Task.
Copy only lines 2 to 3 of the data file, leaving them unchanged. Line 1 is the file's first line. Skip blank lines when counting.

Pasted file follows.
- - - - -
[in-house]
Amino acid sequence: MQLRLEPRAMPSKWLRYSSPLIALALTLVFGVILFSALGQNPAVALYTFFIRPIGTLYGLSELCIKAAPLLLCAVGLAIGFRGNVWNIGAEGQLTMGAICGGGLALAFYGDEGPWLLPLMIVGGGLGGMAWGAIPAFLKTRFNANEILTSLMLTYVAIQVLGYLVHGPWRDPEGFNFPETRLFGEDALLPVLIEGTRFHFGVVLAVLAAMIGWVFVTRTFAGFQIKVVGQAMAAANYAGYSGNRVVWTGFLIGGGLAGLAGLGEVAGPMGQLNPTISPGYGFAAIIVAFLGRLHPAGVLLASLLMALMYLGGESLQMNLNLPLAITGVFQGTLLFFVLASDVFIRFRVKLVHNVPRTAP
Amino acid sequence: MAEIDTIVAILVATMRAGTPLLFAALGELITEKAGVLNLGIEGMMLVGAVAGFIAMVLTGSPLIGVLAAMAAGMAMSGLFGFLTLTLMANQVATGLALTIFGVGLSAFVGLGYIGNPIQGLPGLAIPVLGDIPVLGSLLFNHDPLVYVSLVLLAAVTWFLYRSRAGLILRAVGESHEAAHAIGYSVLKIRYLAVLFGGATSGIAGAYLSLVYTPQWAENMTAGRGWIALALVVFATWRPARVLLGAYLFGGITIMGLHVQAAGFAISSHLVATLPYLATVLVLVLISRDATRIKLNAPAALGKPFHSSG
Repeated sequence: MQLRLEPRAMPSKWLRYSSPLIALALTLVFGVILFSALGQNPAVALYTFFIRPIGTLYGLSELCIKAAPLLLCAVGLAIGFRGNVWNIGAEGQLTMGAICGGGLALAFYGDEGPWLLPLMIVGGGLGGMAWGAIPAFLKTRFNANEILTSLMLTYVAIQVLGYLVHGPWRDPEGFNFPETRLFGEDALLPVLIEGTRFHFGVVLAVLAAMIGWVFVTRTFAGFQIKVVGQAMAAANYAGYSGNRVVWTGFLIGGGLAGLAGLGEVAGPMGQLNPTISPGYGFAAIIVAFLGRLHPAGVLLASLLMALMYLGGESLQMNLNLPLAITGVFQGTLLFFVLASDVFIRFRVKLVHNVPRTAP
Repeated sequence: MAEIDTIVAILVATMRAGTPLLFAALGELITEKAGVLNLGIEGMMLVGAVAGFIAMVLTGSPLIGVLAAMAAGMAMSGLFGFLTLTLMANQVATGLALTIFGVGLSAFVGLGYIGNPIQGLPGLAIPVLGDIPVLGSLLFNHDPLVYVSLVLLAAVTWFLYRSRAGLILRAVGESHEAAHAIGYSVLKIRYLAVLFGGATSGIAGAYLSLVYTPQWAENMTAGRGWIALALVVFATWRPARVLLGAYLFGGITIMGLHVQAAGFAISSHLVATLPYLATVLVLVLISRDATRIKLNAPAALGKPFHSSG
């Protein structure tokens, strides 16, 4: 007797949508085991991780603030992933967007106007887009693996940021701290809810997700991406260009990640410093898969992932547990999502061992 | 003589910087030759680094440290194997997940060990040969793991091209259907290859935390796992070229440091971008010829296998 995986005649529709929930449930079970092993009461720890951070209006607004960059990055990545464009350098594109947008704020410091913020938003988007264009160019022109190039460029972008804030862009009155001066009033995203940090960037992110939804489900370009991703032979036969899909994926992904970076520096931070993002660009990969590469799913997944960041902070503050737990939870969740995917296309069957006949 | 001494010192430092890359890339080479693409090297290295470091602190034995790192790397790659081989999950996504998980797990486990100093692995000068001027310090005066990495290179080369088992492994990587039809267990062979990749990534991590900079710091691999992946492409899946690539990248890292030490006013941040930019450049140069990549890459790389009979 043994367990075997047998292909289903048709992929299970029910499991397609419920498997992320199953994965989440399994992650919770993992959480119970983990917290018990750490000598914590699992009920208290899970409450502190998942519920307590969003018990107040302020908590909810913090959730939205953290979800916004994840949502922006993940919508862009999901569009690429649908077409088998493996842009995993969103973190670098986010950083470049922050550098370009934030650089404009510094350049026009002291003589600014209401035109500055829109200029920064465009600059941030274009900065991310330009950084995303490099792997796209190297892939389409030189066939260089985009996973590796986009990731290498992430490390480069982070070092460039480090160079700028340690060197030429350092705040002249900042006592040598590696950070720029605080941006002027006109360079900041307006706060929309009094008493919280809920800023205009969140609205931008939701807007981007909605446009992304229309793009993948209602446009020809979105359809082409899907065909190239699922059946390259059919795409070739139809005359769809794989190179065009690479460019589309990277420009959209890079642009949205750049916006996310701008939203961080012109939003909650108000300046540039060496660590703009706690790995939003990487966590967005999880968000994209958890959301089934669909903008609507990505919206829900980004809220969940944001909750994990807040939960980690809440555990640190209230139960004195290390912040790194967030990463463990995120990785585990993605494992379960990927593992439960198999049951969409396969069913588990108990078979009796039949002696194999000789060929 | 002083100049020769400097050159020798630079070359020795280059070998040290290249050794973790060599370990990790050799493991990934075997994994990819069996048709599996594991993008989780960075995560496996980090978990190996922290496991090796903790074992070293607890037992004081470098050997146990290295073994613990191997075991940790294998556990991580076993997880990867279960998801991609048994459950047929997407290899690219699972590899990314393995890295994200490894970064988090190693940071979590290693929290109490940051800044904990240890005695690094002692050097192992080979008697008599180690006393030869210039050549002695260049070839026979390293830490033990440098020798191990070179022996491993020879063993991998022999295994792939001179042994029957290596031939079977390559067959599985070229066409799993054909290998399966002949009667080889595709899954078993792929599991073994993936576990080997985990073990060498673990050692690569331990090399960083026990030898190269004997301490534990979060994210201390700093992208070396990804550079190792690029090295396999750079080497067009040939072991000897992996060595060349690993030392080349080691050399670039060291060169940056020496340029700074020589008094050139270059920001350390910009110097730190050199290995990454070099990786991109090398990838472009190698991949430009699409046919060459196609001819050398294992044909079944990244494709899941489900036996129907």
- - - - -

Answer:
Amino acid sequence: MQLRLEPRAMPSKWLRYSSPLIALALTLVFGVILFSALGQNPAVALYTFFIRPIGTLYGLSELCIKAAPLLLCAVGLAIGFRGNVWNIGAEGQLTMGAICGGGLALAFYGDEGPWLLPLMIVGGGLGGMAWGAIPAFLKTRFNANEILTSLMLTYVAIQVLGYLVHGPWRDPEGFNFPETRLFGEDALLPVLIEGTRFHFGVVLAVLAAMIGWVFVTRTFAGFQIKVVGQAMAAANYAGYSGNRVVWTGFLIGGGLAGLAGLGEVAGPMGQLNPTISPGYGFAAIIVAFLGRLHPAGVLLASLLMALMYLGGESLQMNLNLPLAITGVFQGTLLFFVLASDVFIRFRVKLVHNVPRTAP
Amino acid sequence: MAEIDTIVAILVATMRAGTPLLFAALGELITEKAGVLNLGIEGMMLVGAVAGFIAMVLTGSPLIGVLAAMAAGMAMSGLFGFLTLTLMANQVATGLALTIFGVGLSAFVGLGYIGNPIQGLPGLAIPVLGDIPVLGSLLFNHDPLVYVSLVLLAAVTWFLYRSRAGLILRAVGESHEAAHAIGYSVLKIRYLAVLFGGATSGIAGAYLSLVYTPQWAENMTAGRGWIALALVVFATWRPARVLLGAYLFGGITIMGLHVQAAGFAISSHLVATLPYLATVLVLVLISRDATRIKLNAPAALGKPFHSSG